AUSTIN (KXAN) - The surviving family of Austin Police Lt. Clay Crabb will benefit from a new clause in the police agreement with the city that mandates police association dues be directed to the family of any active duty officer who is killed.
Under the Austin Police Association's new, four-year agreement that went into effect Oct 1, any time an officer dies, member officers must contribute half their monthly dues ($10 or $20.) in the month following the officer's death to a fund for the surviving family.
"This is a way for officers to contribute something right away," Wayne Vincent, President of the Association told KXAN. Lt. Crabb's family will be the first beneficiaries.
He expects this will mean about $25-30,000 will be directed to Lt Crabb's wife and three children, aged 9, 7 and 4.
Thursday Police Chief Art Acevedo declared Lt. Crabb's traffic death a day earlier happened in the line of duty. At the time of Thursday's morning collision on Hwy 290 in Hays County he was in uniform, driving a city police car and on call.
APD can now apply on the family's behalf for state and federal programs that offer significant payouts to spouses of officers who have died on the job. Each program has its own criteria.
The Crabb family may also see some benefit from the charity the Association oversees: austincopsforcharities.com
"We've seen this happen all too often here over the last couple of years," Vincent said. "We continue to make sure we have enough resources to help when the need comes."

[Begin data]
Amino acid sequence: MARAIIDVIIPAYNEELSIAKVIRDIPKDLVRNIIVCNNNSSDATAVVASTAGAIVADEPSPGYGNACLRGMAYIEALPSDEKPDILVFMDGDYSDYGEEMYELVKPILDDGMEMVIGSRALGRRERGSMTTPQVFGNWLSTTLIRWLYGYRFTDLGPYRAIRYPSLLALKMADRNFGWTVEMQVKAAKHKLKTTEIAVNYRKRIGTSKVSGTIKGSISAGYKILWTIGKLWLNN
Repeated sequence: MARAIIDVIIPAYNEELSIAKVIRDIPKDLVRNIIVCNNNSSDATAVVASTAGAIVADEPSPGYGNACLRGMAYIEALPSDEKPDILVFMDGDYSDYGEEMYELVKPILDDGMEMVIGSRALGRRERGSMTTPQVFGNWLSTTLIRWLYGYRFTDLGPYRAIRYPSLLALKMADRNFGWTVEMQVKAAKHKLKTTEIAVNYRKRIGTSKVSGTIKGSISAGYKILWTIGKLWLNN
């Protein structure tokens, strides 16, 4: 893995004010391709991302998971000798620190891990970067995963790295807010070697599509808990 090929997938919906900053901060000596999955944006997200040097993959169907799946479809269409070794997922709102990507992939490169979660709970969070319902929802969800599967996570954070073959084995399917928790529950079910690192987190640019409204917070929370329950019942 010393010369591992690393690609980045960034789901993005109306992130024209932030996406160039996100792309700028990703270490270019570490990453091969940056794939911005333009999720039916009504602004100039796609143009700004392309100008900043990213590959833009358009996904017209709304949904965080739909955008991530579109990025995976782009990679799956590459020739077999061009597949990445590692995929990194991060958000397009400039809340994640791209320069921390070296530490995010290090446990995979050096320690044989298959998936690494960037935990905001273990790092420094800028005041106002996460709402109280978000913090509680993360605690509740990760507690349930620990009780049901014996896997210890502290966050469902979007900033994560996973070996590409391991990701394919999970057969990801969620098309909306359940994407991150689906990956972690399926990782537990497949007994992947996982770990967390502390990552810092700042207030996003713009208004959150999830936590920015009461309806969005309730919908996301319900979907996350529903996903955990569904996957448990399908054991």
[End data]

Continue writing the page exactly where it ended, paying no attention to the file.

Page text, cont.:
The freezing and near-freezing rain that swooped into Central Texas overnight prompted numerous school closings and delays and made for a harrowing morning commute on Friday.
A man is charged with murder in the shooting death Wednesday of a woman at a North Austin auto repair shop, police said Friday.
A man is expected to survive after being stabbed in the head at the Salvation Army shelter in Downtown Austin at about 3:45 a.m. Friday.
It's the first criminal charge following a yearlong criminal investigation into the Cancer Prevention and Research Institute of Texas.
With freezing temperatures pushing through the region, heating systems will likely be working overtime, which can bring rising energy bills.
Investigators are looking into an overnight fire that left one woman with third-degree burns.